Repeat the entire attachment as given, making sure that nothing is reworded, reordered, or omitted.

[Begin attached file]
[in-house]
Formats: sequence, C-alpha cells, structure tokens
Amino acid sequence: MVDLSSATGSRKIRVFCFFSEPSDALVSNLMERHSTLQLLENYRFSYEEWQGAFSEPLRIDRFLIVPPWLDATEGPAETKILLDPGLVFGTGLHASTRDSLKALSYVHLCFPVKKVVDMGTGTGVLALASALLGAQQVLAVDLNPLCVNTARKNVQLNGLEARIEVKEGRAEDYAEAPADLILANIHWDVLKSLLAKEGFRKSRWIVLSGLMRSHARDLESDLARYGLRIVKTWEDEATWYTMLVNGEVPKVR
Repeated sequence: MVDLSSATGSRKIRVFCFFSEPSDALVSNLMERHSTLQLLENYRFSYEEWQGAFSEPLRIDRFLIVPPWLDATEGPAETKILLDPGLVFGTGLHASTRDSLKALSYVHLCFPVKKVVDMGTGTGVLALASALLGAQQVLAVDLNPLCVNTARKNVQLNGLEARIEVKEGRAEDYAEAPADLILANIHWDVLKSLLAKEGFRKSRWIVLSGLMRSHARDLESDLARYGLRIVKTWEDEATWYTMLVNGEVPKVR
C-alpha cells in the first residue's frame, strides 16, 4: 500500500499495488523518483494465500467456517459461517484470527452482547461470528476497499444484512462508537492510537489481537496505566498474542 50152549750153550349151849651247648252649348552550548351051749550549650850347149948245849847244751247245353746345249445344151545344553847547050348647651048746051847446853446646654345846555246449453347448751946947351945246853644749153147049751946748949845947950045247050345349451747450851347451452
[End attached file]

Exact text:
[in-house]
Formats: sequence, C-alpha cells, structure tokens
Amino acid sequence: MVDLSSATGSRKIRVFCFFSEPSDALVSNLMERHSTLQLLENYRFSYEEWQGAFSEPLRIDRFLIVPPWLDATEGPAETKILLDPGLVFGTGLHASTRDSLKALSYVHLCFPVKKVVDMGTGTGVLALASALLGAQQVLAVDLNPLCVNTARKNVQLNGLEARIEVKEGRAEDYAEAPADLILANIHWDVLKSLLAKEGFRKSRWIVLSGLMRSHARDLESDLARYGLRIVKTWEDEATWYTMLVNGEVPKVR
Repeated sequence: MVDLSSATGSRKIRVFCFFSEPSDALVSNLMERHSTLQLLENYRFSYEEWQGAFSEPLRIDRFLIVPPWLDATEGPAETKILLDPGLVFGTGLHASTRDSLKALSYVHLCFPVKKVVDMGTGTGVLALASALLGAQQVLAVDLNPLCVNTARKNVQLNGLEARIEVKEGRAEDYAEAPADLILANIHWDVLKSLLAKEGFRKSRWIVLSGLMRSHARDLESDLARYGLRIVKTWEDEATWYTMLVNGEVPKVR
C-alpha cells in the first residue's frame, strides 16, 4: 500500500499495488523518483494465500467456517459461517484470527452482547461470528476497499444484512462508537492510537489481537496505566498474542 50152549750153550349151849651247648252649348552550548351051749550549650850347149948245849847244751247245353746345249445344151545344553847547050348647651048746051847446853446646654345846555246449453347448751946947351945246853644749153147049751946748949845947950045247050345349451747450851347451452